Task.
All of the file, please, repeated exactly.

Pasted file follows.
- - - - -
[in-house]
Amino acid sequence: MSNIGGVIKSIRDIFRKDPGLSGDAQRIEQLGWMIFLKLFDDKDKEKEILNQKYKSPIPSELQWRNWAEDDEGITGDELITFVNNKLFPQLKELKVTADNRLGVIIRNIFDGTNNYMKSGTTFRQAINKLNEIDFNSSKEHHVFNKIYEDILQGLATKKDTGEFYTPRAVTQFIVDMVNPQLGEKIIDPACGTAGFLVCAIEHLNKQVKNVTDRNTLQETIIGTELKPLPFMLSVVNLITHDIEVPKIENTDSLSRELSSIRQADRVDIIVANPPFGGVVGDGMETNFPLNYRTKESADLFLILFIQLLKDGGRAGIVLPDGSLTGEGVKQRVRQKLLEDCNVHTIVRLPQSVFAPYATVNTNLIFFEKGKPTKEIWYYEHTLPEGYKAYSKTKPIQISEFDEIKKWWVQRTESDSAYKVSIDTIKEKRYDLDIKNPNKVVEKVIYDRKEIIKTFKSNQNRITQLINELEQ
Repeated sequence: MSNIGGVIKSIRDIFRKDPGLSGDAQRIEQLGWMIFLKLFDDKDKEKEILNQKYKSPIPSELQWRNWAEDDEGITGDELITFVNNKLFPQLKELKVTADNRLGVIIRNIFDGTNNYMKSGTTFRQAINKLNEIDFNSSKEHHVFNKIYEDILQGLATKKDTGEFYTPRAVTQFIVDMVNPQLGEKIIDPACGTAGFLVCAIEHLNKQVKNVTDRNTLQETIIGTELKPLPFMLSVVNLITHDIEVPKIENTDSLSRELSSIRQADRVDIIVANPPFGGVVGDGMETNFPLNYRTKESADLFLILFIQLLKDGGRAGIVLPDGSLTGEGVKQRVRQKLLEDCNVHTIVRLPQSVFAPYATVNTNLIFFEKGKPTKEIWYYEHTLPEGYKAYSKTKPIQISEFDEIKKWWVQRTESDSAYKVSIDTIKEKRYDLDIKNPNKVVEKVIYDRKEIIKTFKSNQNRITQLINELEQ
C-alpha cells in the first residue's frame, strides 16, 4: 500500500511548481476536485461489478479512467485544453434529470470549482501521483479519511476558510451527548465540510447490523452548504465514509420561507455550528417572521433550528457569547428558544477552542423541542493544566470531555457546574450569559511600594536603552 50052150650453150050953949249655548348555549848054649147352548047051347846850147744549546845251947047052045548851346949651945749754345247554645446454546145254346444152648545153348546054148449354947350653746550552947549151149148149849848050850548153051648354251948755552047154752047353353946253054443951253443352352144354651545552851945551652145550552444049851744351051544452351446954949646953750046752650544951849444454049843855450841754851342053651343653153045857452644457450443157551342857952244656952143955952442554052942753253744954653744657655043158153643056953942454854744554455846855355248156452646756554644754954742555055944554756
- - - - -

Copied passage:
[in-house]
Amino acid sequence: MSNIGGVIKSIRDIFRKDPGLSGDAQRIEQLGWMIFLKLFDDKDKEKEILNQKYKSPIPSELQWRNWAEDDEGITGDELITFVNNKLFPQLKELKVTADNRLGVIIRNIFDGTNNYMKSGTTFRQAINKLNEIDFNSSKEHHVFNKIYEDILQGLATKKDTGEFYTPRAVTQFIVDMVNPQLGEKIIDPACGTAGFLVCAIEHLNKQVKNVTDRNTLQETIIGTELKPLPFMLSVVNLITHDIEVPKIENTDSLSRELSSIRQADRVDIIVANPPFGGVVGDGMETNFPLNYRTKESADLFLILFIQLLKDGGRAGIVLPDGSLTGEGVKQRVRQKLLEDCNVHTIVRLPQSVFAPYATVNTNLIFFEKGKPTKEIWYYEHTLPEGYKAYSKTKPIQISEFDEIKKWWVQRTESDSAYKVSIDTIKEKRYDLDIKNPNKVVEKVIYDRKEIIKTFKSNQNRITQLINELEQ
Repeated sequence: MSNIGGVIKSIRDIFRKDPGLSGDAQRIEQLGWMIFLKLFDDKDKEKEILNQKYKSPIPSELQWRNWAEDDEGITGDELITFVNNKLFPQLKELKVTADNRLGVIIRNIFDGTNNYMKSGTTFRQAINKLNEIDFNSSKEHHVFNKIYEDILQGLATKKDTGEFYTPRAVTQFIVDMVNPQLGEKIIDPACGTAGFLVCAIEHLNKQVKNVTDRNTLQETIIGTELKPLPFMLSVVNLITHDIEVPKIENTDSLSRELSSIRQADRVDIIVANPPFGGVVGDGMETNFPLNYRTKESADLFLILFIQLLKDGGRAGIVLPDGSLTGEGVKQRVRQKLLEDCNVHTIVRLPQSVFAPYATVNTNLIFFEKGKPTKEIWYYEHTLPEGYKAYSKTKPIQISEFDEIKKWWVQRTESDSAYKVSIDTIKEKRYDLDIKNPNKVVEKVIYDRKEIIKTFKSNQNRITQLINELEQ
C-alpha cells in the first residue's frame, strides 16, 4: 500500500511548481476536485461489478479512467485544453434529470470549482501521483479519511476558510451527548465540510447490523452548504465514509420561507455550528417572521433550528457569547428558544477552542423541542493544566470531555457546574450569559511600594536603552 50052150650453150050953949249655548348555549848054649147352548047051347846850147744549546845251947047052045548851346949651945749754345247554645446454546145254346444152648545153348546054148449354947350653746550552947549151149148149849848050850548153051648354251948755552047154752047353353946253054443951253443352352144354651545552851945551652145550552444049851744351051544452351446954949646953750046752650544951849444454049843855450841754851342053651343653153045857452644457450443157551342857952244656952143955952442554052942753253744954653744657655043158153643056953942454854744554455846855355248156452646756554644754954742555055944554756